Category Archives: History

Idaho City, ID

Here is a series of photos from our trip to Idaho City.  It’s an old mining town that has become somewhat of a tourist destination.  I loved what I saw.  The colors and tones produced by the wood, brick, and rusted metals are only found in the American West.

The high-desert of Idaho and sky should be computer wallpaper.  So pretty.

I love what happens to wood over time–orange, grey, blue, black.

Oxidation creates amazing colors.

“The Canisters Three”

“Black Angus”

Reminds me of San Francisco


One bad boy

Agua, Ura, H2O, Water

The wheels on the bus go….

Just Look at that green

This is a shower bucket, but I found its face.

I grew up playing hockey.


“Black as Coal” by Xabier Montoia

Gernika, the Basque spelling of Guernica, might be the most internationally recognizable part of contemporary Basque history because of Pablo Picasso’s painting, inspired by the German Luftwaffe’s “Condor Legion” bombing raid of the market town, killing anywhere from 126 to 1,654.  The current population of the city is a little over 16,000.  It was never a center of industry, but it did house the regional Basque Government and was therefore was a significant target for Franco.

“Black as Coal” presents this event from a much different angle.  The story is about a young Basque boy who has an affair with a German pilot named Hans Schwarz.  It is told in retrospect with the speaker setting the stage in the opening paragraph by stating that he lost his virginity the day after the bombing of Gernika.  Here Montoia ties together the protagonist’s personal life with the Basque history.  What makes it so interesting is the story’s perversity: a Basque boy sleeping with a German pilot.  World War II films are often filled with French and Dutch women having love affairs with Nazis, women who after the war were shunned from society.  Yet this is a story of a secret affair and feels confessional.

The beginning of the story sets up the narrator’s sexual frustration.  “At first I thought I was the only sick one (144),” the narrator tells the reader.  The sickness he’s alluding to is homosexuality, which he refuses to clearly state right away.  On the third page of the story the reader begins to see the world through the protagonists eyes, “My eyes weren’t drawn to these girls he [Teo] admired so much, but to the stocky young workers who grabbed them boldly around the waist (145).”  In the next paragraph the narrator tells the reader, “Death was my only way out.”  Here the author creates tension between the protagonist and the world.  Therefore when the German pilot seduces the boy, we, the readers, are torn in two.  The audience knows that this pilot will be a part of the bombing raid but one some level the reader is empathetic to the protagonist’s situation.

In a comedic moment the narrator again shows the reader what he sees in the Germans: “I liked the Germans [….] They said please whenever they asked for anything and, once they had it, never failed to say thank you.  They were so different from the arrogant Falangists or the Italians who spent all day perfuming themselves and preening their mustaches.”  First we realize that the narrator is fighting against the Communists and with the Spanish and Italian Fascists.  I won’t even begin to get into the complexities of what was at stake, but on a simple level Spain was split between Communist/Socialist against Madrid’s Catholic/military/centralist forces.  It wasn’t simply Basque against Spanish.  There were Catholic Basques who fought against the God-hating Communists.  [For a heady read that really lays out the complexity of the war please read Hugh Thomas’ Spanish Civil War, a book I’m just starting.]  But the portrayal of the Italians is stereotypical and humorous.  And for a moment there is a weightlessness of young love in the story.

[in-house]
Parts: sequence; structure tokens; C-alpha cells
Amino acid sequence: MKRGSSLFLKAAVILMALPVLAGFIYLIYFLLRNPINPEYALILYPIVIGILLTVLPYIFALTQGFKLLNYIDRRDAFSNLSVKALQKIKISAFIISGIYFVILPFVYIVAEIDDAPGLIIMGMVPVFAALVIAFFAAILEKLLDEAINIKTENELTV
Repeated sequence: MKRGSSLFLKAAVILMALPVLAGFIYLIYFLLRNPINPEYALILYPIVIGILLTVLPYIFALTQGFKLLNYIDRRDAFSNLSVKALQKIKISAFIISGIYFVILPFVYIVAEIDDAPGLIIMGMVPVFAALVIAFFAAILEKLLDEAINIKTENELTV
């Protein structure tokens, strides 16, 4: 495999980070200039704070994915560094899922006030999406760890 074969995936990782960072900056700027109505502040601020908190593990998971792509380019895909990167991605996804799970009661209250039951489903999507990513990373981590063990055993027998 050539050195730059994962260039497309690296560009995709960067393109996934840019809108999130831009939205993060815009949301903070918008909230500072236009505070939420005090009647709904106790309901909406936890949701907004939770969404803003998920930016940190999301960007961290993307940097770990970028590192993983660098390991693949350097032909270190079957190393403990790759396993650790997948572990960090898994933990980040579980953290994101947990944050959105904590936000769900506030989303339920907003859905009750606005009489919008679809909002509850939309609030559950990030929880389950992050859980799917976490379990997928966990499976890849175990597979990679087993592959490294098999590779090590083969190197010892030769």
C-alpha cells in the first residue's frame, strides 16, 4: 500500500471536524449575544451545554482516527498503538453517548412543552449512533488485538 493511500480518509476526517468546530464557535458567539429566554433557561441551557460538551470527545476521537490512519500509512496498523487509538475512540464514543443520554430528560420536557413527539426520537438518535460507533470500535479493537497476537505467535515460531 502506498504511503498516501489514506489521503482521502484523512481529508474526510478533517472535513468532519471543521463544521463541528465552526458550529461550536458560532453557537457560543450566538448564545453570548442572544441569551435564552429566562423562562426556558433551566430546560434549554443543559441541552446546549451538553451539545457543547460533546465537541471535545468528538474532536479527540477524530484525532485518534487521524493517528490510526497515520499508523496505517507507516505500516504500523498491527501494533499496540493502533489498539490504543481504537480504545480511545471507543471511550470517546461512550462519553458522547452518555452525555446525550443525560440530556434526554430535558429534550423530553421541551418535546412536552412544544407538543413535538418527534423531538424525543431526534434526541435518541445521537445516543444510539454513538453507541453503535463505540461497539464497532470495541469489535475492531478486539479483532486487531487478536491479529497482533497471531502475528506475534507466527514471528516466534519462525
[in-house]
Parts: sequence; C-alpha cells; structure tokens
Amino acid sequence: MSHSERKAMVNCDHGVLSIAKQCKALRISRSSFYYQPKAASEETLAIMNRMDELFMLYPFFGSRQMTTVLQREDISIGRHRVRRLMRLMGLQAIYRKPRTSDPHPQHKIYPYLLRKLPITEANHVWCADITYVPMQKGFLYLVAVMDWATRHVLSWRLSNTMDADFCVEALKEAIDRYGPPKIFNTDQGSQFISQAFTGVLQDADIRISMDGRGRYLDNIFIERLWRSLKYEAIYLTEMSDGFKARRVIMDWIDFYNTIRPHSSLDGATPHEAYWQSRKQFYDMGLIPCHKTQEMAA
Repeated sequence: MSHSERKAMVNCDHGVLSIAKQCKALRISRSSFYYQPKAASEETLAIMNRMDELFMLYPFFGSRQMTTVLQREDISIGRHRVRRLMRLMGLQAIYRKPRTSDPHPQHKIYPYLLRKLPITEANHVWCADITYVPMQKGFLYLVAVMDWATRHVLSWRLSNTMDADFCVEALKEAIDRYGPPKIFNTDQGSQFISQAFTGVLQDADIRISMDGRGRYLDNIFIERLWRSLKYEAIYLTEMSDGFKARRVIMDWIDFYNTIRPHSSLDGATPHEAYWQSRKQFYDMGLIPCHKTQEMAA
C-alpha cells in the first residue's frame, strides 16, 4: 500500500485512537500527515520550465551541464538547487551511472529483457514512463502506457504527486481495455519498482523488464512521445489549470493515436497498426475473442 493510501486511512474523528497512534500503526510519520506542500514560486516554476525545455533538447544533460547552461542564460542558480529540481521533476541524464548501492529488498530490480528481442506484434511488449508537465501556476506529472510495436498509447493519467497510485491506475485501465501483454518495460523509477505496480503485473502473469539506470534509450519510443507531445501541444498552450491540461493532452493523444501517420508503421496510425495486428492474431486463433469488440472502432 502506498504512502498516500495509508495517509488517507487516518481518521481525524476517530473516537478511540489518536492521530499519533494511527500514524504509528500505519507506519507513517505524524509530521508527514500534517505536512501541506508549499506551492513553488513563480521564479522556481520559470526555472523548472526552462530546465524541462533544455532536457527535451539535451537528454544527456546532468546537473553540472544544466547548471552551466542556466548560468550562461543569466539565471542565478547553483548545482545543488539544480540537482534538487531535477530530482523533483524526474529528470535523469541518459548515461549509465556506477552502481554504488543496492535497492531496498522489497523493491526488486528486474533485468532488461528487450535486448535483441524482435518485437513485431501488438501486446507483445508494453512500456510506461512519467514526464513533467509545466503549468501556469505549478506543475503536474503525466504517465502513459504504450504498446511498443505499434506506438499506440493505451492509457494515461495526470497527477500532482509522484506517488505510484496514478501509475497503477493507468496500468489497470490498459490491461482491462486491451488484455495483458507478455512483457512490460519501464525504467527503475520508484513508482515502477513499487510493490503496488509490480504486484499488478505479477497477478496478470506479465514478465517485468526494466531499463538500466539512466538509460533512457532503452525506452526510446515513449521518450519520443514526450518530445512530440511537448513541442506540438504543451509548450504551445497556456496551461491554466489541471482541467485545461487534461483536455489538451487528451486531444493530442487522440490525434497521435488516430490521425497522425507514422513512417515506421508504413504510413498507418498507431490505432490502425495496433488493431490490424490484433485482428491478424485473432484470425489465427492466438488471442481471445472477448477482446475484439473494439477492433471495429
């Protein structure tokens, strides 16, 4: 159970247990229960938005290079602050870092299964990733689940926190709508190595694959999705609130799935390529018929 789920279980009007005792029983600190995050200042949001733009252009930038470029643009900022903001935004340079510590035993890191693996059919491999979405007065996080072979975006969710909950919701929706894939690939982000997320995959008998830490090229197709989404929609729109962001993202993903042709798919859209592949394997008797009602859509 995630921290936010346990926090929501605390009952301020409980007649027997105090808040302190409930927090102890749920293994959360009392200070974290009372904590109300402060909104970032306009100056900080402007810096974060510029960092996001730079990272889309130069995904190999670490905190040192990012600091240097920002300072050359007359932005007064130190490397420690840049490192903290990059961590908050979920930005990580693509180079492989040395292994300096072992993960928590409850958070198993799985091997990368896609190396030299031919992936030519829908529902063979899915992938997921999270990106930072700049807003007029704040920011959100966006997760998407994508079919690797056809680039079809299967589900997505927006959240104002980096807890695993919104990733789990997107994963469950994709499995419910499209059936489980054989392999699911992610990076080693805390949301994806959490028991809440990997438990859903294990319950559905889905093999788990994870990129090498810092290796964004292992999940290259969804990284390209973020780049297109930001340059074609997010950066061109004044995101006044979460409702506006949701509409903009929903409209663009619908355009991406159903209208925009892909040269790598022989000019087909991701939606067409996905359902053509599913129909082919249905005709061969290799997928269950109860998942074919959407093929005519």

The reader follows the hidden love affair and how the narrator’s best friend, Teo, notices the marked change in protagonist’s mood.  The story’s climax comes in a moment of marked optimism.  The narrator gushes about how he loves his job and how he’s fantasizing about his lover.  Then he sees a plane with a trail of smoke, but instead of running away from the Heinkel 51, he runs toward it.  He’s convinced that Hans is in that plane.  A policeman keeps him from running into the arcade where the narrator would’ve died.  The city was under attack with an “inferno of the explosion: the whine of munitions, broken glass from the shop windows, shrapnel, ashes, and smoke [….] the policeman’s face was bloody and I could feel blood on my own cheeks as well.  I panicked then, worried about the pilot (155).”  I won’t go through the whole climax of the story.  Some things are better read, to be enjoyed by experiencing them the way that they were meant to be.  Tales should be read.